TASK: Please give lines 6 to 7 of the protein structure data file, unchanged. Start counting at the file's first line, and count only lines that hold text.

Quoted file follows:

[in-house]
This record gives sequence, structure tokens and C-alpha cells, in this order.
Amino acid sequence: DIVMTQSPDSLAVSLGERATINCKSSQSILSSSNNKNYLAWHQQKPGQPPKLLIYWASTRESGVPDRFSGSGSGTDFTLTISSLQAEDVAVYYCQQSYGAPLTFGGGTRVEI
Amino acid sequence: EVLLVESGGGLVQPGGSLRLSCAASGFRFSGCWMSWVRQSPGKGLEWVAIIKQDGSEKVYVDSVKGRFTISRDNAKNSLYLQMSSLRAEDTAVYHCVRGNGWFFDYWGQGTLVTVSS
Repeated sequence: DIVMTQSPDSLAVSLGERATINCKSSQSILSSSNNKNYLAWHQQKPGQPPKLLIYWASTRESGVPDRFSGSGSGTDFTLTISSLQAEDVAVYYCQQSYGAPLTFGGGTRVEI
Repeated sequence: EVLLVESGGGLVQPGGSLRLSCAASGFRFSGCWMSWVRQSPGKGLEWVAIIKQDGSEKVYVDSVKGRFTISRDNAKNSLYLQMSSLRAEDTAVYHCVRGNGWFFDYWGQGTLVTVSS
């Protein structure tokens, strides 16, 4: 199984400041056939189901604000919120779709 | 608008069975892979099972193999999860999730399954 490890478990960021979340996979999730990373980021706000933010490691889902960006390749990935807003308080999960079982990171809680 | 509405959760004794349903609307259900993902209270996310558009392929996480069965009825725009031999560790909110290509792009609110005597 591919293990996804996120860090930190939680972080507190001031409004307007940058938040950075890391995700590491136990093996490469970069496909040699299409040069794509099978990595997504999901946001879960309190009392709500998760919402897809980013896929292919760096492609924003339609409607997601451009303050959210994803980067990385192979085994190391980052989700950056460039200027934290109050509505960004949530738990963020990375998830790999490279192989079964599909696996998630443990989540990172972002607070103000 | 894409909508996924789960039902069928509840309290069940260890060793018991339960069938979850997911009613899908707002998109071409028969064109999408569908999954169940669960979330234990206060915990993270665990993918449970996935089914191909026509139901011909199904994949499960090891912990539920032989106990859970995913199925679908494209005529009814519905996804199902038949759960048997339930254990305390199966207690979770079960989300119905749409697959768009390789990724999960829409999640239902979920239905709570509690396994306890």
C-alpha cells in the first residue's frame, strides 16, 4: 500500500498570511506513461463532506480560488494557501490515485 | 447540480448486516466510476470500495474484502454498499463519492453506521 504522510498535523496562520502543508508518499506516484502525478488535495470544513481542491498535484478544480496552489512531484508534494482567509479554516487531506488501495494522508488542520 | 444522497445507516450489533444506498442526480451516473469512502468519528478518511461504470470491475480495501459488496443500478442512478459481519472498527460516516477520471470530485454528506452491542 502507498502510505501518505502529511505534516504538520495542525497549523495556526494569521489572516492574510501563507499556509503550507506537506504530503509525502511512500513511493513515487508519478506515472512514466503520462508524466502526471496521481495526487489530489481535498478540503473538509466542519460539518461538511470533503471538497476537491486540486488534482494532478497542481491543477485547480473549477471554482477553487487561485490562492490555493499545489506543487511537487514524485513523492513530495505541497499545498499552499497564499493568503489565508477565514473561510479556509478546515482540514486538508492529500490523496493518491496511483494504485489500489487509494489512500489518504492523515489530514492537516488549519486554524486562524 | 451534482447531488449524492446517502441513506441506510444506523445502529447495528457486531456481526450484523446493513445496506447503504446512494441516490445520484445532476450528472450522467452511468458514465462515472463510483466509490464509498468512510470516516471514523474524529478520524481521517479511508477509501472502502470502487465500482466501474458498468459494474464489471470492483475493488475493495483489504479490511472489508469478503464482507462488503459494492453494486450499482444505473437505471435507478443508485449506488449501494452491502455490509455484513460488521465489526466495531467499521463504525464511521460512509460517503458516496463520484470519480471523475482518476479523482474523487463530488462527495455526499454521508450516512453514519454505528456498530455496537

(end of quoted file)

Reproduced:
Repeated sequence: EVLLVESGGGLVQPGGSLRLSCAASGFRFSGCWMSWVRQSPGKGLEWVAIIKQDGSEKVYVDSVKGRFTISRDNAKNSLYLQMSSLRAEDTAVYHCVRGNGWFFDYWGQGTLVTVSS
């Protein structure tokens, strides 16, 4: 199984400041056939189901604000919120779709 | 608008069975892979099972193999999860999730399954 490890478990960021979340996979999730990373980021706000933010490691889902960006390749990935807003308080999960079982990171809680 | 509405959760004794349903609307259900993902209270996310558009392929996480069965009825725009031999560790909110290509792009609110005597 591919293990996804996120860090930190939680972080507190001031409004307007940058938040950075890391995700590491136990093996490469970069496909040699299409040069794509099978990595997504999901946001879960309190009392709500998760919402897809980013896929292919760096492609924003339609409607997601451009303050959210994803980067990385192979085994190391980052989700950056460039200027934290109050509505960004949530738990963020990375998830790999490279192989079964599909696996998630443990989540990172972002607070103000 | 894409909508996924789960039902069928509840309290069940260890060793018991339960069938979850997911009613899908707002998109071409028969064109999408569908999954169940669960979330234990206060915990993270665990993918449970996935089914191909026509139901011909199904994949499960090891912990539920032989106990859970995913199925679908494209005529009814519905996804199902038949759960048997339930254990305390199966207690979770079960989300119905749409697959768009390789990724999960829409999640239902979920239905709570509690396994306890």